A Navy chaplain, cross-cultural worker, women’s discipleship leader and legal assistant would typically have little in common. But they do share one thing: they, like thousands of other believers, have been challenged to integrate their work, culture, faith and concepts of economic wisdom via the resources of the Intersect Project.
The Genesis of the Intersect Project
Southeastern Baptist Theological Seminary (SEBTS) joined the Oikonomia Network in 2015 with its new initiative: the Intersect Project. An equipping ministry of the L. Russ Bush Center for Faith and Culture, the Intersect Project aims to help pastors and church leaders engage the intersection of faith, flourishing, economics and culture, so they can lead believers in their churches to do likewise. In short, the Intersect Project sought to take this growing conversation to the pulpit and the pew.
To achieve this goal, SEBTS developed three electives to train current and future pastors to lead their congregations toward a robust and healthy view of the workplace, economics and culture. These electives were then repackaged into Massive Open Online Courses (MOOCs) and the material adapted into three easy-to-read discipleship books: Every Square Inch, Every Waking HourandEvery Good Thing.
SEBTS also hosted special events. The Wisdom Forum, hosted in 2015 and 2018, brought together leading Christian thinkers with brief, compelling presentations on how faith relates to culture, work and economics. An Intersect Pastor’s Conference in 2016 connected issues of faith, flourishing, economics and culture to pastors, church planters, parachurch staff and students.
SEBTS has also aimed to move the conversation forward in the academy. A retreat in 2018 equipped faculty to develop rhythms of rest in their work. In addition, a 2016 PhD symposium challenged doctoral students to integrate ideas about economics and flourishing into their scholarship, and a 2018 curriculum project brought together a group of SEBTS scholars and teachers to write articles about how these topics intersect with their various disciplines.
To expand the reach of these efforts, the Intersect Project’s website serves as central hub for these resources and more. The website publishes daily articles from faculty, students and alumni to engage everyday readers. These articles reach new audiences through social media, and they offer a chance for readers across the globe to be exposed to the Intersect Project’s resources.
SEBTS’ goal with the Intersect Project has been consistent across its many activities: to take the conversation about faith, culture and economic wisdom to the pulpit and the pew.
Taking Intersect to the Pulpit
The Intersect Project has equipped pastors to engage this important topic. The Intersect Project website has published articles targeted to pastors to give them tools to engage relevant topics in their congregations.
These efforts to equip pastors are bearing fruit. Matthew Brogli serves as the Senior Pastor of Eagle Springs Baptist Church in Eagle Springs, N.C. He finds the Intersect Project’s resources helpful in his ministry.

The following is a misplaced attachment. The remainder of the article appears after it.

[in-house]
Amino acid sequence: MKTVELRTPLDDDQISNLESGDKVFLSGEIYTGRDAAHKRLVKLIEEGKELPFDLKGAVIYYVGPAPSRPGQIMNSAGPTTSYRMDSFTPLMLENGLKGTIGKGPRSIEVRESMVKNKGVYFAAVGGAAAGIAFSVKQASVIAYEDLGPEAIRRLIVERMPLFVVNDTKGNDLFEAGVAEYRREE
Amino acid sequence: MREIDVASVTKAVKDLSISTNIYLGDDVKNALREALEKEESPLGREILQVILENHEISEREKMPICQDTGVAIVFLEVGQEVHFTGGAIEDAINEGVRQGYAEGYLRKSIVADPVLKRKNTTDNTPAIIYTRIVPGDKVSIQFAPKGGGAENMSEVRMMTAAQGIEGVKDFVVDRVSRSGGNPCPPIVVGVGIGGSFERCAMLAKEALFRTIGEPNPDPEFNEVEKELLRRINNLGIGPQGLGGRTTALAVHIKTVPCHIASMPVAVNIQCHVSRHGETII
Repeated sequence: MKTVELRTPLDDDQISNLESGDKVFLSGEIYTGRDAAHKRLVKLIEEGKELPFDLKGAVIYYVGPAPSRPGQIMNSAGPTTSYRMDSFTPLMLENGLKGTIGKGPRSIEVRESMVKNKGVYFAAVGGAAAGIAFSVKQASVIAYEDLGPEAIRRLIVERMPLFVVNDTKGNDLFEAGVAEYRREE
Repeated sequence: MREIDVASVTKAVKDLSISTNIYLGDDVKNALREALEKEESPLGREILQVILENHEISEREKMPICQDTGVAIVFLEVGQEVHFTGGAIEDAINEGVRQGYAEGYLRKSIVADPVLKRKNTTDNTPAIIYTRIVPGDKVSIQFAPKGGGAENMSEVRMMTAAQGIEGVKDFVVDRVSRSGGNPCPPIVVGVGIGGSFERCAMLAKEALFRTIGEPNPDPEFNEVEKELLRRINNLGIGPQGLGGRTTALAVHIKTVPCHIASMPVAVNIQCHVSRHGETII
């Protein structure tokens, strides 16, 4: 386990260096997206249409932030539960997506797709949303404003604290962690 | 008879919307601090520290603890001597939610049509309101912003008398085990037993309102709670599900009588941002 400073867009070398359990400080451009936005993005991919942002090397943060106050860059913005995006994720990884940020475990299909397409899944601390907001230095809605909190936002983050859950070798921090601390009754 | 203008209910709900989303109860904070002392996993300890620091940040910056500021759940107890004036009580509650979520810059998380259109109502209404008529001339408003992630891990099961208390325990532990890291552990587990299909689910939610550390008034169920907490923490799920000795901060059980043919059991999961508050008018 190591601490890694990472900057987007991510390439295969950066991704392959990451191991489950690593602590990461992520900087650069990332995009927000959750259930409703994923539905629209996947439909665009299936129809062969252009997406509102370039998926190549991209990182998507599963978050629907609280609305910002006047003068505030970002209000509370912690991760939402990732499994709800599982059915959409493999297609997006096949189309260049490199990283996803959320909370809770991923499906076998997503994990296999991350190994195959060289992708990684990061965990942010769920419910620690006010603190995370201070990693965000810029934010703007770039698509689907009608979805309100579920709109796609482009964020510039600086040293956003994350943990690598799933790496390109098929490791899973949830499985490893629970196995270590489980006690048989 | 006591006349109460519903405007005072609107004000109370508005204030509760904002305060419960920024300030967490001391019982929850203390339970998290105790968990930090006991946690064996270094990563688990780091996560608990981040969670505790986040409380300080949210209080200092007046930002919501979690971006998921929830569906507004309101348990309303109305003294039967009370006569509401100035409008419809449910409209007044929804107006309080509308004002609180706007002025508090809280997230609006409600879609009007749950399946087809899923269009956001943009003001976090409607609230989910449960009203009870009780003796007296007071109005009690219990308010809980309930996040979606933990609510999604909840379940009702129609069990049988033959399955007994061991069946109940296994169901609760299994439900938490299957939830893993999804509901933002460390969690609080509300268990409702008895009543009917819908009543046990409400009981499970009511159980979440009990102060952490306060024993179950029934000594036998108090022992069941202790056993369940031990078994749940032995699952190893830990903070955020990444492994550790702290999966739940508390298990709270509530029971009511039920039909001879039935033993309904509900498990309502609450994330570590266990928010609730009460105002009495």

“The Intersect Project is helping me to see how faith, culture, economics and work can all touch,” he said. “As a pastor, the articles equip me to communicate with people in my congregation on important issues from perspectives outside of my own.”
Keri Bosch agrees. Bosch is leader in women’s discipleship at Richland Creek Community Church in Wake Forest, N.C. “The Intersect Project has helped me as a leader in women’s discipleship to encourage and equip others to become leaders as well,” she said.
The Intersect Project is making a difference not just on the SEBTS campus, but for pastors serving local churches across the country.
Taking Intersect to the Pew
The Intersect Project has also sought to take the conversation about faith, culture and flourishing to everyday Christians in the pew.
In particular, the Intersect Project website has become an increasingly respected resource for information about these topics. More than 420,000 people have visited the website, and almost 2,900 email subscribers receive weekly updates. Some of these subscribers are pastors, but others are everyday Christians who desire to know how faith impacts the rest of their lives.
Billy Hardison of Virginia Beach, Va., is one such reader. As a Navy chaplain, he regularly uses Intersect resources. “The work of Intersect is critical to me and my ministry,” he said. “I routinely use your resources and articles to help initiate discussions, give cultural context to apply theological truths or aid others in living their faith more vibrantly in the public square.”
The Intersect Project resources have also influenced Brandon Webber. Webber is an SEBTS student and an employee at a shipping company. Intersect Project resources have challenged him to integrate faith with his work: “These resources have helped me navigate the secular workforce while processing the deep truths of God’s Word.”
In addition, Tessa Baker, who serves as a cross-cultural worker in Madagascar, has taken advantage of Intersect’s resources of economics and flourishing. “The site has pointed me toward some helpful resources I’m interested in exploring further on wealth and poverty,” she said.
At SEBTS, faculty and staff daily seek to equip believers in all spheres of life to serve the church and fulfill the Great Commission. The Intersect Project has become a part of that mission. With the Intersect Project, Christians from the pulpit to the pew are being encouraged to bear God’s image in all of life and proclaim the gospel message with all its personal and cultural implications.
“God calls us to be ‘salt and light’ to the world,” says Intersect reader and South Carolina educator Dawn Mitchell. “Intersect has been a wonderful resource for helping me to think about how my faith intersects with the issues of the modern world.”